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Stephanie Lakkis
Stephanie Lakkis

MSc Engineer
Grid Operations OMNETRIC Group

May 8, 2016 was a day that garnered much discussion. On that day, Germany’s solar and wind power peaked at 11 am local time, enabling renewables to supply 54.8 GW at a time when demand—according to provisional data from Agora Energiewende, a research institute in Berlin—was running at 57.8 GW. In plain terms, Germany, albeit briefly, got almost all of its power from renewable sources—and roughly 40 months earlier than industry experts expected.

Meanwhile, just as striking but less widely noticed, Portugal has recently run 107 consecutive hours with 100 percent renewable generation. Alongside these landmarks, we cannot neglect to mention the world record for wind penetration held by Denmark, which managed to fulfill 42 percent of its energy consumption with wind in 2015. Nevertheless, while some transmission system operators (TSOs), distribution system operators (DSOs) and power producers are doing an impressive job of inverting the fossil-versus-renewable energy mix, there is still room for improvement. Indeed, it is questionable whether utilities across Europe are ready to reach the EU guidelines for 20 percent of energy to come from renewable sources by 2020.

Wind and sunshine—depending on the region in Europe—are potentially abundant. However, the big challenge is managing their intermittency. Given this, one of the keys to increasing renewables penetration will be improving the accuracy of forecasting and controlling volatility. A more accurate forecast contributes to day-to-day operational effectiveness, through advances such as more effective day-ahead planning (including calculation of required reserves, congestion management and so on), and improved asset management. Greater precision around wind and solar forecasts also underpins business success, as it can help renewables operators make better decisions around energy production and how much they can trade. Going back to the German example, due to market-wide oversupply that day in May 2016, power prices turned negative during several 15-minute periods, dropping as low as minus €130.07 per megawatt-hour (according to data from Agora Energiewende).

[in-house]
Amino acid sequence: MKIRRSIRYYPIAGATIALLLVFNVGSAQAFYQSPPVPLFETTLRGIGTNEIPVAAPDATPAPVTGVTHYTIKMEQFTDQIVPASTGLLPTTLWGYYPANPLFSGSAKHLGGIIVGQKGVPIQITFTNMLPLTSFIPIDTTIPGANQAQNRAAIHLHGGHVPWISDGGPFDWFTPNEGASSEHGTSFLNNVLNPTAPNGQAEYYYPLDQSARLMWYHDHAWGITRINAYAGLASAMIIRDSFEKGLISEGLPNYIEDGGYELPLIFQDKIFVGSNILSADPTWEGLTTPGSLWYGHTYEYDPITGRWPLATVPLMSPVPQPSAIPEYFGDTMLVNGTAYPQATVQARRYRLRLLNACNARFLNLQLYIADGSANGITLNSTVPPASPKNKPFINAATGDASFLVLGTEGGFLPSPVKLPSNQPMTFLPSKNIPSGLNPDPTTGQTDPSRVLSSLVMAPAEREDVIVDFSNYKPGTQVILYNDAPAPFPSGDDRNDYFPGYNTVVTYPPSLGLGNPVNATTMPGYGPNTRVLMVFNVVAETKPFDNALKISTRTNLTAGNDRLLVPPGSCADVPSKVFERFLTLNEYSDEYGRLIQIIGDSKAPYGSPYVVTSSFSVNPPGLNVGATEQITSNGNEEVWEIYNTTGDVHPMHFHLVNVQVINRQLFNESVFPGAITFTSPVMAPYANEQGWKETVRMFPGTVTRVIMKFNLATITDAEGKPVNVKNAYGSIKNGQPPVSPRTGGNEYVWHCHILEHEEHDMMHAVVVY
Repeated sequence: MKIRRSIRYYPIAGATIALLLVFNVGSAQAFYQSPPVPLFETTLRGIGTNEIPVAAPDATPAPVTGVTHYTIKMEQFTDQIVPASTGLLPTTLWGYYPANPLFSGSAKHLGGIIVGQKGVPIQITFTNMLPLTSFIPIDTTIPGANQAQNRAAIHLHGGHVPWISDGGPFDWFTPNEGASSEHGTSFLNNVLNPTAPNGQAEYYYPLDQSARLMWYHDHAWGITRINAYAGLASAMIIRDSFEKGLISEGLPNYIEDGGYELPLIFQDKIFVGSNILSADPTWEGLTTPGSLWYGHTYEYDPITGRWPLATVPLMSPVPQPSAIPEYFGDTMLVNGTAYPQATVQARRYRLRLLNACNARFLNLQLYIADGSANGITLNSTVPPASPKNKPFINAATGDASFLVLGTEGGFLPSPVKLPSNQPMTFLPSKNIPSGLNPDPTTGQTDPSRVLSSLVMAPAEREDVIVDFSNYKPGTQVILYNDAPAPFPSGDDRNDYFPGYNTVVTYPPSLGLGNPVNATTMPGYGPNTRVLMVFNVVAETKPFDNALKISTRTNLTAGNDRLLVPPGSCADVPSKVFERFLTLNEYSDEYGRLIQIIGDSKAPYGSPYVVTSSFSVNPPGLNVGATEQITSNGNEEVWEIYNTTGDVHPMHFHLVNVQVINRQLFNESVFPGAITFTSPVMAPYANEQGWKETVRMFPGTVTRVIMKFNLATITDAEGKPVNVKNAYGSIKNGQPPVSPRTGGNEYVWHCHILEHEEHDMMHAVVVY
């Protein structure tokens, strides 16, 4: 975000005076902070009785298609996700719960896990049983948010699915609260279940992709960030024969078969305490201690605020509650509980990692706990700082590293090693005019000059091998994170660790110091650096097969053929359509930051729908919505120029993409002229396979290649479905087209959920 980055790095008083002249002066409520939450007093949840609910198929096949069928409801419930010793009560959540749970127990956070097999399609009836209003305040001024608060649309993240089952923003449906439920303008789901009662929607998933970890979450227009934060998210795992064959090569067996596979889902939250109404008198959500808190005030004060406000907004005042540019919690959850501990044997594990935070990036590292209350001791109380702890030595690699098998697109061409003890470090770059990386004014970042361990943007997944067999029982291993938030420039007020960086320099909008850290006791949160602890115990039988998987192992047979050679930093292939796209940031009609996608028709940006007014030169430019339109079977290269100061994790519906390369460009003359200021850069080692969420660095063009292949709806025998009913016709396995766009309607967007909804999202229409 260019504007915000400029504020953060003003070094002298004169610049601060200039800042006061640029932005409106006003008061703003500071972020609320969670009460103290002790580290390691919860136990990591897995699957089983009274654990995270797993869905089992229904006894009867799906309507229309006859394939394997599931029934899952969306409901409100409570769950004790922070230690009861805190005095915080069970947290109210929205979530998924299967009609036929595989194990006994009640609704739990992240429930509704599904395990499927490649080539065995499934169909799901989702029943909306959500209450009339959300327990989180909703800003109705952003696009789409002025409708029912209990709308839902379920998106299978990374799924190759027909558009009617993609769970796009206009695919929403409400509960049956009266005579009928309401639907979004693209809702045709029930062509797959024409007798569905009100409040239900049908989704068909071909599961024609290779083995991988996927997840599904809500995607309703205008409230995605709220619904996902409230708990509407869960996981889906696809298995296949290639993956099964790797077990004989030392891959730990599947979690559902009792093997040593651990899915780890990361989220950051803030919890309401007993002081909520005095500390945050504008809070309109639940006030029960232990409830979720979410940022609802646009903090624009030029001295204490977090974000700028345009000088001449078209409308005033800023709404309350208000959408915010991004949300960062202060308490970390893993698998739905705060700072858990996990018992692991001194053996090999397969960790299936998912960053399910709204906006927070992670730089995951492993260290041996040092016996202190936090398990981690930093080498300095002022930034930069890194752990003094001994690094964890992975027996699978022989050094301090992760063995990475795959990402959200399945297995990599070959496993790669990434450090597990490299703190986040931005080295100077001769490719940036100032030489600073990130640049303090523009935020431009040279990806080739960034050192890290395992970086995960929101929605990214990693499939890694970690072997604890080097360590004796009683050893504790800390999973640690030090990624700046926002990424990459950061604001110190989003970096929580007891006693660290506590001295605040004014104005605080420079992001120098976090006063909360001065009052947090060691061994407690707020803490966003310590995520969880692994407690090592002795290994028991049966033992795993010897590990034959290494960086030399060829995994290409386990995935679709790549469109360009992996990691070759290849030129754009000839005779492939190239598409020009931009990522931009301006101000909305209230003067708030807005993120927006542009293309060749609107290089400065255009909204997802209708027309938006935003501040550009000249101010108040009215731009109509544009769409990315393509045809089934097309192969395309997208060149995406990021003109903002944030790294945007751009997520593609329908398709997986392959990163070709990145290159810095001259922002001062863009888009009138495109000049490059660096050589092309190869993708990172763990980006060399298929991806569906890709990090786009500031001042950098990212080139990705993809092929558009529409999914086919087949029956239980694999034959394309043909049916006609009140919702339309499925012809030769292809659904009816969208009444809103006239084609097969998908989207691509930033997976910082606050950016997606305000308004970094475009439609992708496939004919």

In the area of wind power forecasting, there are multiple tools to choose from: Some are proprietary to the utility, some developed by academic organizations, and some are recognized products from technology vendors. These tools are all largely powered by algorithms carefully cultivated on the basis of historical data. And since each one seemingly has its specific strengths, most utilities will have more than one. The question executives are asking themselves is this: Which forecasting tool could help them most significantly improve their estimates, and thus further optimize wind and solar power generation?

As utilities look to answer this question, the good news is that they may not need to rely on a single tool to master the weather. Digital technology techniques such as data analytics and machine learning can be applied to operational data, potentially enabling utilities to develop a more intelligent forecasting approach. For example, by combining the results from multiple tools, data scientists can assess each forecast’s accuracy over short- or long-term horizons, and/or according to different scenarios, such as high-wind conditions. As such, analytics approaches can enable utilities to develop a smarter combination. And over time, by continuing to apply analytics techniques, the outcome would be tweaked to deliver increasing accuracy.

Nevertheless, if it was as easy as applying an analytics application, it seems likely that some utilities would have already tested this option. But the smart combination is not just about combining the forecasts—it’s also about bringing together the appropriate people. More effective wind and solar power forecasts require bringing experts to the table from operations, IT, and data science backgrounds. The results can be powerful, but it takes time for this collaboration to be effective. Through the journey of analyzing, interpreting and comparing the data, the team needs pool together their collective expertise, methods and insights, and bridge differences in language and experience.

By integrating information and operational technologies and data, as well as having practitioners aligned to those domains, utilities can generate a more accurate forecasting approach. Like the code on a safe, achieving the smart combination requires lots of numbers and a sharp focus on unlocking the guarded prize. For those that succeed, the results will be worth the effort.

Guest author, Stéphanie Lakkis, MSc
An engineer in the Grid Operations team, Stéphanie leads Wind Power Forecast Optimization at OMNETRIC Group. Working largely with European transmission system operators and distribution system operators, she collaborates with OMNETRIC Group's data scientist team to identify and develop analytics use cases for improved forecasting.

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